Former federal judge Michael McConnell, who now directs Stanford Law School’s Constitutional Law Center, also said Trump lacks the legal power to back up his threat. “He has no such authority,” he said in an email. “He is just venting.”
QUESTION: Trump posted the same claim about mail-in ballots on Facebook Tuesday, but the company has taken no action. Does Twitter’s decision raise the stakes for other social media companies?
ANSWER: Not for Facebook, it doesn’t.
CEO Mark Zuckerberg said on Wednesday that tech platforms shouldn’t be in the business of separating fact from fiction on their platforms.
“We have a different policy, I think, than Twitter on this, I just believe strongly that Facebook shouldn’t be the arbiter of truth of everything that people say online,” Zuckerberg said in a Fox News interview that aired Wednesday. “In general, private companies — especially these platform companies — shouldn’t be in the position of doing that.”
Facebook has long resisted directly fact-checking politicians, including the ads they run on its site. The company has a policy against voter interference that includes misrepresenting “the dates, locations, times and methods for voting” among other things, but it hasn’t applied these rules to Trump’s post.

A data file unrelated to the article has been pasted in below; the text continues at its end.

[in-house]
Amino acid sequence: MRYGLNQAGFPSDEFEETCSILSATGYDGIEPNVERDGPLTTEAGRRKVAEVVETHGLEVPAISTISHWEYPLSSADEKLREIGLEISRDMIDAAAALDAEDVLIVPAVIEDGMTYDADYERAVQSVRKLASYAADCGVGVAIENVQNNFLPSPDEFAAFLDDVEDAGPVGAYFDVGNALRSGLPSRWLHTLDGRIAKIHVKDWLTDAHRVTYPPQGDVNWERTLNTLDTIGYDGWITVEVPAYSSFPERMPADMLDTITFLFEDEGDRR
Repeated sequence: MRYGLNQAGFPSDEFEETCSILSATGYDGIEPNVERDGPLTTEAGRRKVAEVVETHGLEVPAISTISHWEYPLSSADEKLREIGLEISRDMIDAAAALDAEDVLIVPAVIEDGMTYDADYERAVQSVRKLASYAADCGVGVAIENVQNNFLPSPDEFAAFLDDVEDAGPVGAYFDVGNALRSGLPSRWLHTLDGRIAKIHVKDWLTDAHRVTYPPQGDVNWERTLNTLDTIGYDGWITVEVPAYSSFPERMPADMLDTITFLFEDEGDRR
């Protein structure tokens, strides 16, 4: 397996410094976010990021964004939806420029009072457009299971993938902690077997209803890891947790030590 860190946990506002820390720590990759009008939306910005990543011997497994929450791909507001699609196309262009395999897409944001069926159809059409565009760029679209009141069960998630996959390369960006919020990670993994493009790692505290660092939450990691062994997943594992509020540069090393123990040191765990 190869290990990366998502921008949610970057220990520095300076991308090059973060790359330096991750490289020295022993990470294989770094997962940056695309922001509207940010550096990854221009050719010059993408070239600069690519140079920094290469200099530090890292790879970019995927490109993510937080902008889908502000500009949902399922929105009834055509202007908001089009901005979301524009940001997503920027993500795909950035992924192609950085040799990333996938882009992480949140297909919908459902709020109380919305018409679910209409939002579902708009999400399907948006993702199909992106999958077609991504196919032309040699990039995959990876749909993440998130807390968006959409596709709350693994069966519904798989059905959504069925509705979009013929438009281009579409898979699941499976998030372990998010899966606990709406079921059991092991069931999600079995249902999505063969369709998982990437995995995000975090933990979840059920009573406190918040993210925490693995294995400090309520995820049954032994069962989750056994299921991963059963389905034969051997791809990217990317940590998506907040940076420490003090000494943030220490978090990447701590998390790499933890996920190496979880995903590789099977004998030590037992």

And Facebook, which works with news outlets including The Associated Press to fact check claims on its site, does not allow fact checks to be directly attached to Facebook posts by Trump or other politicians.
However, Facebook and Twitter share similar policies around voting misinformation, including bans around posts that mislead about how or where to vote. Also, Facebook reduces the circulation of social media posts if they are rated false by any of the dozens of news outlets it partners with to fact check claims on its site.
QUESTION: How does Twitter decide which tweets get flagged with the warnings? What happens to the tweets?
ANSWER: Trump’s tweets got flagged after someone reported them.
That could happen to anyone, but Twitter emphasizes that it can’t police every tweet. The company does make its own decision on the matter, unlike Facebook, which outsources such work to outside fact-checkers.
Tweets flagged this way are not demoted, hidden or “silenced” in any way, Twitter said.
Lisa Fazio, a psychology professor and misinformation expert at Vanderbilt University, said the fact-check link is “problematic” because it doesn’t directly dispute false information in the tweets. On its own, she said, “‘get the facts’ could mean the president is right, and here’s the evidence. The refutation is pretty weak.”
QUESTION: What does this mean for the 2020 U.S. presidential election?
ANSWER: Twitter says users can expect to see more such flags thrown on misleading tweets about voting.
Whether or not Twitter sticks with the practice depends on how much pressure the public and the media keep up, Grygiel said. It’s also not clear how effective it will be.
“Some research shown labeling can make some people dig in more and resist it,” Grygiel said.
Associated Press Writers Mae Anderson and Tali Arbel in New York, Amanda Seitz in Chicago and David Klepper in Providence, Rhode Island contributed to this story.